Response to “6 reasons why LKY detractors are wrong” – Part 1

This is part 1 of the response to the 4 Apr 2015 TR Emeritus article “6 reasons why detractors of LKY are wrong” by X.

X wrote:

With the passing of Mr Lee Kuan Yew … hundreds of thousands of people willing to queue for hours just to pay our respects to the founding father of Singapore.

Lee Kuan Yew is not the founding father of Singapore and can never be considered one because he never fought for our independence like George Washington or Gandhi did for their respective countries.

X wrote:

Singapore is often said to be more a dictatorship than a democracy … because there is no option to vote for, we are ultimately living under a dictator. Yet, this is really because our small population provides for a dearth of talents willing to serve Singaporeans in politics … In fact, the man himself has considered a two-party system where both parties are equal, to be ideal. However, Singapore just does not have enough people to have such a system. Big countries already have a problem finding a pool of dedicated, patriotic, intellectual and selfless talents. In a tiny island state like ours, this problem is magnified.

Many of our ministers come from the SAF or civil service. But there are so many more generals and high ranking civil servants from SAF and civil service respectively. How can X say there is a problem finding dedicated, patriotic, intellectual and selfless talents? To turn it around, is X saying those generals or high ranking civil servants who did not end up in politics are either not dedicated, not patriotic, not intellectual or are selfish? If any of those are true, how in the first place did they become generals or high ranking civil servants?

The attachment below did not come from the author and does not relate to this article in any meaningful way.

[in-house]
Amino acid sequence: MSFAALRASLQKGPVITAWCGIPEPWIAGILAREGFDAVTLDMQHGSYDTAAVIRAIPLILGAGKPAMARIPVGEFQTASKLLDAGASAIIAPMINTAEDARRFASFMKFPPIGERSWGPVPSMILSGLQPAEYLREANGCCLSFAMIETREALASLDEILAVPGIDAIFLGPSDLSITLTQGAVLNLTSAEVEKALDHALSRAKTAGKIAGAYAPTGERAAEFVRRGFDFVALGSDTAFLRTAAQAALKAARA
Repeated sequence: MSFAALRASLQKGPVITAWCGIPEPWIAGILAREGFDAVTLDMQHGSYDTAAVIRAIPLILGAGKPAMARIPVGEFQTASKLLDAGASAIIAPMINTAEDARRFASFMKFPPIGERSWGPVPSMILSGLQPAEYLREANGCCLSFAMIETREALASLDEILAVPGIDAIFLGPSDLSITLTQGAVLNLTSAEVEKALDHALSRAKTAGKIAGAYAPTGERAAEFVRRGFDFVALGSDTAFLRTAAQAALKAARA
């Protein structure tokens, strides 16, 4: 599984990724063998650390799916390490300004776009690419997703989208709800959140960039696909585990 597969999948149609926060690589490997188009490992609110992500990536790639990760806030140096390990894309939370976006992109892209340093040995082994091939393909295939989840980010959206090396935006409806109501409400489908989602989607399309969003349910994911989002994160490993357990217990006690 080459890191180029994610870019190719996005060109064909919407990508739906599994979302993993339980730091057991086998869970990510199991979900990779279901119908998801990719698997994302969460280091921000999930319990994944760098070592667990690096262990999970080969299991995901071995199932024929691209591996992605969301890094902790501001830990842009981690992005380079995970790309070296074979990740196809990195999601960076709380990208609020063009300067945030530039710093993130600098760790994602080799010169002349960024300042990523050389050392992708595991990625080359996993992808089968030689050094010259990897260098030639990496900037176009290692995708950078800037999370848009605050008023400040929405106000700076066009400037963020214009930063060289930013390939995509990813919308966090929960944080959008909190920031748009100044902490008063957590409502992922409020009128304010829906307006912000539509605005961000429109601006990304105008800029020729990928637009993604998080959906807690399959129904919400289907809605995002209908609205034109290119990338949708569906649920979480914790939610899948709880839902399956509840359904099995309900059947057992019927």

There are many small population nations like Norway and Finland that have multi-party politics so small population is a poor excuse for lack of political plurality.

Action speaks louder than words. Lee Kuan Yew clearly demonstrated his preference for a system where his own party is dominant over a two-party system. He even claimed to be able to govern much better if he could rule without elections.

X wrote:

Perhaps detractors would also argue that few dare to join the opposition party because of Mr Lee’s history of suing his opponents. Yet, if we look at the facts, the people that he did sue were attacking him on a personal basis.

Lee Kuan Yew never lost any defamation suit. That perfect record is something that is almost never found in real life. Shouldn’t X wonder if the same cases had been read in a court in US, UK or any other Western nation, would the outcome have been the same?

X wrote:

The current reigning opposition never ran into legal troubles with Mr Lee or the other Members of Parliament, simply because they do not defame others. They do their job of the opposition party by supplying alternative, constructive views, and not by supplying personal attacks as previous opponents did.

The current opposition has been stifled to such an extent that much of what they can raise in parliament has been severely curtailed.

X wrote:

Many western publications … sing praises of Mr Lee, saying that a benevolent dictator like him is hard to come by, and is actually the best form of governance a country could get.

Most Western publications that sing praises of Mr Lee often do so with stale regurgitated motherhood statements from the local press that doesn’t stand up to truth or logical reasoning.

X wrote: